153. Input data manipulation037. Parameters without sensitive data
160. Encode system outputs
173. Discard unsafe inputs
186. Use the principle of least privilege
320. Avoid client-side control enforcement
321. Avoid deserializing untrusted data
342. Validate request parameters
345. Establish protections against overflows
348. Use consistent encoding
154. Resource location spoofing046. Manage the integrity of critical files
050. Control calls to interpreted code
330. Verify Subresource Integrity
155. Screen temporary files for sensitive information036. Do not deploy temporary files
161. Infrastructure manipulation062. Define standard configurations
080. Prevent log modification
266. Disable insecure functionalities
324. Control redirects
349. Include HTTP security headers
165. File manipulation037. Parameters without sensitive data
040. Compare file format and extension
041. Scan files for malicious code
042. Validate file format
330. Verify Subresource Integrity
340. Use octet stream downloads
169. Footprinting273. Define a fixed security suite
173. Action spoofing349. Include HTTP security headers
175. Code inclusion037. Parameters without sensitive data
050. Control calls to interpreted code
173. Discard unsafe inputs
176. Configuration/Environment manipulation046. Manage the integrity of critical files
186. Use the principle of least privilege
188. Reverse engineering159. Obfuscate code
212. Functionality misuse226. Avoid account lockouts
266. Disable insecure functionalities
336. Disable insecure TLS versions
216. Communication channel manipulation181. Transmit data using secure protocols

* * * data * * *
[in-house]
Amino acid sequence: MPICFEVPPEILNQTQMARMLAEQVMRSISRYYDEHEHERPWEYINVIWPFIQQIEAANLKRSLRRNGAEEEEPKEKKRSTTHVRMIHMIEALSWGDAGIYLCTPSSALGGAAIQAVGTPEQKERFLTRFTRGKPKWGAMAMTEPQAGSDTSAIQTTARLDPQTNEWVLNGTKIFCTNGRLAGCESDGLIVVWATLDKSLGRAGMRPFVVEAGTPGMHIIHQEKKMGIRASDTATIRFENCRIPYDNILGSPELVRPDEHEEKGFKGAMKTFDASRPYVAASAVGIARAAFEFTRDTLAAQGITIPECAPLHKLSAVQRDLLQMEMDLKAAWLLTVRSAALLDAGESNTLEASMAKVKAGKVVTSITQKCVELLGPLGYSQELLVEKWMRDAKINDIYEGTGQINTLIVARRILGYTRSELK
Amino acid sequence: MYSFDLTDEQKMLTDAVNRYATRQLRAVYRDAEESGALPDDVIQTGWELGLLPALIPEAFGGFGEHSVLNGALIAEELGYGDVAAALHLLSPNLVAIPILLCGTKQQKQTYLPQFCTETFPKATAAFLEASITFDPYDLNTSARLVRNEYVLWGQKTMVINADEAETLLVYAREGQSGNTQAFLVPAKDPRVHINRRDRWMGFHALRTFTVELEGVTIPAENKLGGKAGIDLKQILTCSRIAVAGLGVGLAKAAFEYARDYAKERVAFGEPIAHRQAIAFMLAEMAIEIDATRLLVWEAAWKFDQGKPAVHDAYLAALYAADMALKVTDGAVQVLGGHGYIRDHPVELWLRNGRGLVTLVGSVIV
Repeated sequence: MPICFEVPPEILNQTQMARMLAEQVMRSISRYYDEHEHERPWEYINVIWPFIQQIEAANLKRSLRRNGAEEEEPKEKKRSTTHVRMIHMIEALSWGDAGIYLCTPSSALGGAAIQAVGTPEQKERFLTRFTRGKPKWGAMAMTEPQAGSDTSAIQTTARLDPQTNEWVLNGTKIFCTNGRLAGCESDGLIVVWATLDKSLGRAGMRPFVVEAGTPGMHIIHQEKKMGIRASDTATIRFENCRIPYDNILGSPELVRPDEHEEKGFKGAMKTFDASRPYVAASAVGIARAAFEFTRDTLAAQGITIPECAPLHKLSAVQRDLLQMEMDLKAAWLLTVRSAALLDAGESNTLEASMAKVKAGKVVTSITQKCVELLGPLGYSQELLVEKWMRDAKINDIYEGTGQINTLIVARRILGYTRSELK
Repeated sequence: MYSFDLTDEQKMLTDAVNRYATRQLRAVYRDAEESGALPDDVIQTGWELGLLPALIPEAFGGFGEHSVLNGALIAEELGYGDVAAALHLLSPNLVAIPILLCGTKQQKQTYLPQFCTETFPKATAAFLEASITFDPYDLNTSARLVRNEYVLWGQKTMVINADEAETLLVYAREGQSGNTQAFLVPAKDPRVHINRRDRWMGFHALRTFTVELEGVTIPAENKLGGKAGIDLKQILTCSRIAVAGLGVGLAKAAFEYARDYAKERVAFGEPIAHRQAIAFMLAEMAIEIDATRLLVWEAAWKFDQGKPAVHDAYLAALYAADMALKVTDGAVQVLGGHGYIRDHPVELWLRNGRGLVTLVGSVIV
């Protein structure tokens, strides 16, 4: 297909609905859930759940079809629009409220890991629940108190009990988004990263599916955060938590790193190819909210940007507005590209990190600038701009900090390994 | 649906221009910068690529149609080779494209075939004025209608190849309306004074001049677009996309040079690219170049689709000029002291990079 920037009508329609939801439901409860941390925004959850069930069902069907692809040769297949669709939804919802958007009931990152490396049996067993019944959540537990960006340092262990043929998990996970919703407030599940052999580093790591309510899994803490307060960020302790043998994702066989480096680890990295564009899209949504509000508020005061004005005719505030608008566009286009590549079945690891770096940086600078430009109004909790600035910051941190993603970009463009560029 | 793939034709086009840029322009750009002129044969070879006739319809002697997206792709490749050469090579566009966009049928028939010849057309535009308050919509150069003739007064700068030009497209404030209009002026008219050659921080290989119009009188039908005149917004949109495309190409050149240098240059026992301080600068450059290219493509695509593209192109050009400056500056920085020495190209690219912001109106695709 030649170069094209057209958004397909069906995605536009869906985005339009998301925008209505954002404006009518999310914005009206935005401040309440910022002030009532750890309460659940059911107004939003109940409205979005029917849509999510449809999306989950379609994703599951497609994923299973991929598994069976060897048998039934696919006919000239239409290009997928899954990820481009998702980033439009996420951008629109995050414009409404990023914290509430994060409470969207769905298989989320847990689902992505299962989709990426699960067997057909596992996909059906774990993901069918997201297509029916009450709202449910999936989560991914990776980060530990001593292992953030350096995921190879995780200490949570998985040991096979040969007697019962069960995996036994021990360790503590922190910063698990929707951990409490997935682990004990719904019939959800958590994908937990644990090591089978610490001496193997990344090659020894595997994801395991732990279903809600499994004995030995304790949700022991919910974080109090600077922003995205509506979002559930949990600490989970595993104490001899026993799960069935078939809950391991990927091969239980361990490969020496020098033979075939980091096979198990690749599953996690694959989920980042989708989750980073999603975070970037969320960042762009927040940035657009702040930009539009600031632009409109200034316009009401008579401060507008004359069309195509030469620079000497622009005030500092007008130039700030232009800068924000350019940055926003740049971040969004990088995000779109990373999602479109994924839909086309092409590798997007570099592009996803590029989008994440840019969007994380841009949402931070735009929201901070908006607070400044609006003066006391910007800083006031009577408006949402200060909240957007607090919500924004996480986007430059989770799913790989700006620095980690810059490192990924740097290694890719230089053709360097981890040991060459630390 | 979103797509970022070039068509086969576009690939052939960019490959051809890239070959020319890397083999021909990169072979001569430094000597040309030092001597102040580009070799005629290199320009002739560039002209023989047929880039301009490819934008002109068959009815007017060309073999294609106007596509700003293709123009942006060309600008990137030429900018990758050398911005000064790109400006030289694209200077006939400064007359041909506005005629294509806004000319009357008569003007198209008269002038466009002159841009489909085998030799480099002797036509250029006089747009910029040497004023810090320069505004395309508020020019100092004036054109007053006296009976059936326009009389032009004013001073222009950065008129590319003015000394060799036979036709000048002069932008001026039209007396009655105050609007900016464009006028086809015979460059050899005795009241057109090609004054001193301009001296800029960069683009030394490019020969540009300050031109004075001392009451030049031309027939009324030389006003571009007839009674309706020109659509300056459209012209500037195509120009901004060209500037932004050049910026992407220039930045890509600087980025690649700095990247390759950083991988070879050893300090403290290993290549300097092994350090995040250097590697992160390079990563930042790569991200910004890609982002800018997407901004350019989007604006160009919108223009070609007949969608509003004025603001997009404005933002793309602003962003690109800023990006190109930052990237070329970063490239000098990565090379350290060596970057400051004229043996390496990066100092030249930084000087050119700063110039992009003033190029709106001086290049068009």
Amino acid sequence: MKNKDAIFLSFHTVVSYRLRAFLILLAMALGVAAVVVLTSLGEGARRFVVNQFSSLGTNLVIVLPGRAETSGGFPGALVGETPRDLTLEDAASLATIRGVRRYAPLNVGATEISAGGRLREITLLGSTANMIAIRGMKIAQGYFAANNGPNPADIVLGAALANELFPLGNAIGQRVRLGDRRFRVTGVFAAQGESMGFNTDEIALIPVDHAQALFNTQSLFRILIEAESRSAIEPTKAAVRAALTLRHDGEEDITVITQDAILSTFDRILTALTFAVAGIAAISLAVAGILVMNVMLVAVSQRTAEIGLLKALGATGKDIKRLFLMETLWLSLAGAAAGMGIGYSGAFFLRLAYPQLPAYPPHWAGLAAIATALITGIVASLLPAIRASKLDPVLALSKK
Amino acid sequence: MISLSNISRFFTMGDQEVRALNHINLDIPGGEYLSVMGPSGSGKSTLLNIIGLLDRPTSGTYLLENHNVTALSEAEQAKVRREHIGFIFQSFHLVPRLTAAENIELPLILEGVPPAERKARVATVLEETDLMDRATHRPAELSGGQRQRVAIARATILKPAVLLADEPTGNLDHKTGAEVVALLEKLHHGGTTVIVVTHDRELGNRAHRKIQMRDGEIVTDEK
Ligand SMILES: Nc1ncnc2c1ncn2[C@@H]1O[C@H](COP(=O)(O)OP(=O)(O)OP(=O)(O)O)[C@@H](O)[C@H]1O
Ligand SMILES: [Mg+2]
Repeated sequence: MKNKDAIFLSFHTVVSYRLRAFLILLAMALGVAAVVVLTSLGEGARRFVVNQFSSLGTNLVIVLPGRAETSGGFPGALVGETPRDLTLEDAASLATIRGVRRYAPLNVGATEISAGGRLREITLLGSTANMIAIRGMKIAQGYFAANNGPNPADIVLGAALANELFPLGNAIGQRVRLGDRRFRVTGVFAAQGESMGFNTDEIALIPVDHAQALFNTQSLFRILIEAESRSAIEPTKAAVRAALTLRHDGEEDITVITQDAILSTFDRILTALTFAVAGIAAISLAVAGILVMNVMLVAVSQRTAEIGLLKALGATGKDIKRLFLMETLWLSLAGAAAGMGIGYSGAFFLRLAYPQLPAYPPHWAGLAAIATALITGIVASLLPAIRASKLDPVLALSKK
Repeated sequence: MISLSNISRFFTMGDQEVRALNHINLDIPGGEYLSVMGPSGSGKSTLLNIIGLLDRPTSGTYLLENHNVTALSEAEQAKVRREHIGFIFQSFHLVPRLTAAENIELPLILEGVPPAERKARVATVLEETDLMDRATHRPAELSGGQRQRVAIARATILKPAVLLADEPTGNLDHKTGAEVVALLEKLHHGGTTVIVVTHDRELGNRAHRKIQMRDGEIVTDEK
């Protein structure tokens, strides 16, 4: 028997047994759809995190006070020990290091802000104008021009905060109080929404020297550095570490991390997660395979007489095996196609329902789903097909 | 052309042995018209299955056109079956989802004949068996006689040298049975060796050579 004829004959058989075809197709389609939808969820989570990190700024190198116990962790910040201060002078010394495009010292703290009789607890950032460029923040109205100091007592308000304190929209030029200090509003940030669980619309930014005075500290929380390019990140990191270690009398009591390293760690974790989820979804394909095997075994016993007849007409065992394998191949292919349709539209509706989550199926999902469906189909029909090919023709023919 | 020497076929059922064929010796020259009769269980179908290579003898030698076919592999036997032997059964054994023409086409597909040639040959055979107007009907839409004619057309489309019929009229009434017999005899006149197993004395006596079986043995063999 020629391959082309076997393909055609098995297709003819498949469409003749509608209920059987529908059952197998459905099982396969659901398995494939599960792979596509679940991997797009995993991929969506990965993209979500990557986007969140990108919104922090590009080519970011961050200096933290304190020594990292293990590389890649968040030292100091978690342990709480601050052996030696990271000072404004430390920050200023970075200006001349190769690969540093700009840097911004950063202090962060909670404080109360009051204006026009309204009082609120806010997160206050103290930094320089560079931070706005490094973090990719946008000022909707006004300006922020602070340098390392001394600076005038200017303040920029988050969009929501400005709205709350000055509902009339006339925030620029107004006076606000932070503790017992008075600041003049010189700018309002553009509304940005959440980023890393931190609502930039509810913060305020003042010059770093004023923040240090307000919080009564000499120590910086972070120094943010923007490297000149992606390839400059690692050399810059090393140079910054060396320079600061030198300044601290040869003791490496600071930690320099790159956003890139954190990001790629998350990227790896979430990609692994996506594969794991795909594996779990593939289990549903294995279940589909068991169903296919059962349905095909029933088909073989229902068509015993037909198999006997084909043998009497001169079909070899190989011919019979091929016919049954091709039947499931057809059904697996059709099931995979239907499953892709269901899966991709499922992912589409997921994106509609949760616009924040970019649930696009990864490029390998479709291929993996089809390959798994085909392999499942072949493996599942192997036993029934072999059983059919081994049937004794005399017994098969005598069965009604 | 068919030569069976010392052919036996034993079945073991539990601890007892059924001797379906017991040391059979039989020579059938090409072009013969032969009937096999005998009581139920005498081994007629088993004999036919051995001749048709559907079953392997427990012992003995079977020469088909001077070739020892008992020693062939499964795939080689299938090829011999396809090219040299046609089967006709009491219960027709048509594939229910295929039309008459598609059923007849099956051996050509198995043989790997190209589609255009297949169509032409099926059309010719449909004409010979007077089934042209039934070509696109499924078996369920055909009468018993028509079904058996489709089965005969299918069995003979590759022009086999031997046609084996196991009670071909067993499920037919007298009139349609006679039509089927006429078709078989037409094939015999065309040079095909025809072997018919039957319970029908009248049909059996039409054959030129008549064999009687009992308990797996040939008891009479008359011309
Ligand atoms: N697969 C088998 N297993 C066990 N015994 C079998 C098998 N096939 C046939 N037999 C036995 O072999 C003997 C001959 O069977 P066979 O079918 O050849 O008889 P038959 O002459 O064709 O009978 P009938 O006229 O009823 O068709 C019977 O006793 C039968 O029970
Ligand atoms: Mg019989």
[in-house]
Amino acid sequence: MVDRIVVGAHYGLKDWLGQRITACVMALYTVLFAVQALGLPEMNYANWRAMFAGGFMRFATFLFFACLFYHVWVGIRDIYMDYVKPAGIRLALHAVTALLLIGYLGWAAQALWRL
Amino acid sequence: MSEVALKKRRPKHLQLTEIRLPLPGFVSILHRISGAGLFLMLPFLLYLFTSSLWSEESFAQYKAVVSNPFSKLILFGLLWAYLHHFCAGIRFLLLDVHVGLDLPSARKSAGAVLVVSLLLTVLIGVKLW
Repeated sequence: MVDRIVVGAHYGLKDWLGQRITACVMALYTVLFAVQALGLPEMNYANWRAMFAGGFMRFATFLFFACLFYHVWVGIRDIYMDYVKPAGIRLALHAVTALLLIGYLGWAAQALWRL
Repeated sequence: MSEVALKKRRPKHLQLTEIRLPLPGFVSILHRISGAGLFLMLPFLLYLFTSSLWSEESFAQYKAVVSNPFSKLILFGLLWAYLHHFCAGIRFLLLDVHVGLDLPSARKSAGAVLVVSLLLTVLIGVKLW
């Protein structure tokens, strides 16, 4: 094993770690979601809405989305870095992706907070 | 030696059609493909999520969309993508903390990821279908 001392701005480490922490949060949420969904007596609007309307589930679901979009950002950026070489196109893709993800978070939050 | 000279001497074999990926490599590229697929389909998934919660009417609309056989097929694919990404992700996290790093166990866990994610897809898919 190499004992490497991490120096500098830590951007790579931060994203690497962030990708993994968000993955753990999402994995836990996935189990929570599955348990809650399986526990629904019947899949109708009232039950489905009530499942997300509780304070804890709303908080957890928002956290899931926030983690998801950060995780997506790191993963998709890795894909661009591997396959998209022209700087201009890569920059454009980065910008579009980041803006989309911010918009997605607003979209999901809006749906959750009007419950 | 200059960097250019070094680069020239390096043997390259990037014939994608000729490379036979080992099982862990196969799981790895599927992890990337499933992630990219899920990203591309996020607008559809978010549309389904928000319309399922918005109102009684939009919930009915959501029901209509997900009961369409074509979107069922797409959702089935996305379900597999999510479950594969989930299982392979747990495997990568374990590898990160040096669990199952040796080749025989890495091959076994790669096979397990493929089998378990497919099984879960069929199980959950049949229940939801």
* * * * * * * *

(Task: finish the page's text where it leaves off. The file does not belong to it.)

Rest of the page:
224. Use secure cryptographic mechanisms
336. Disable insecure TLS versions
224. Fingerprinting077. Avoid disclosing technical information
325. Protect WSDL files
365. Avoid exposing technical information
227. Sustained client engagement023. Terminate inactive user sessions
025. Manage concurrent sessions
233. Privilege escalation035. Manage privilege modifications
095. Define users with privileges
186. Use the principle of least privilege
337. Make critical logic flows thread safe
341. Use the principle of deny by default
240. Resource injection160. Encode system outputs
173. Discard unsafe inputs
262. Verify third-party components
242. Code injection043. Define an explicit content type
044. Define an explicit charset
050. Control calls to interpreted code
117. Do not interpret HTML code
160. Encode system outputs
173. Discard unsafe inputs
262. Verify third-party components
344. Avoid dynamic code execution
248. Command injection160. Encode system outputs
169. Use parameterized queries
173. Discard unsafe inputs
321. Avoid deserializing untrusted data
344. Avoid dynamic code execution
272. Protocol manipulation224. Use secure cryptographic mechanisms
336. Disable insecure TLS versions
438. Modification during manufacture154. Eliminate backdoors
155. Application free of malicious code
442. Infected software273. Define a fixed security suite
475. Signature spoofing by improper validation093. Use consistent certificates
549. Local execution of code041. Scan files for malicious code
273. Define a fixed security suite
554. Functionality bypass154. Eliminate backdoors
560. Use of known domain credentials132. Passphrases with at least 4 words
133. Passwords with at least 20 characters
142. Change system default credentials
332. Prevent the use of breached passwords
586. Object injection321. Avoid deserializing untrusted data
594. Traffic injection181. Transmit data using secure protocols
224. Use secure cryptographic mechanisms
336. Disable insecure TLS versions
613. WiFi SSID tracking247. Hide SSID on private networks
248. SSID without dictionary words
254. Change SSID name
619. Signal strength tracking249. Locate access points
654. Signal strength tracking122. Validate credential ownership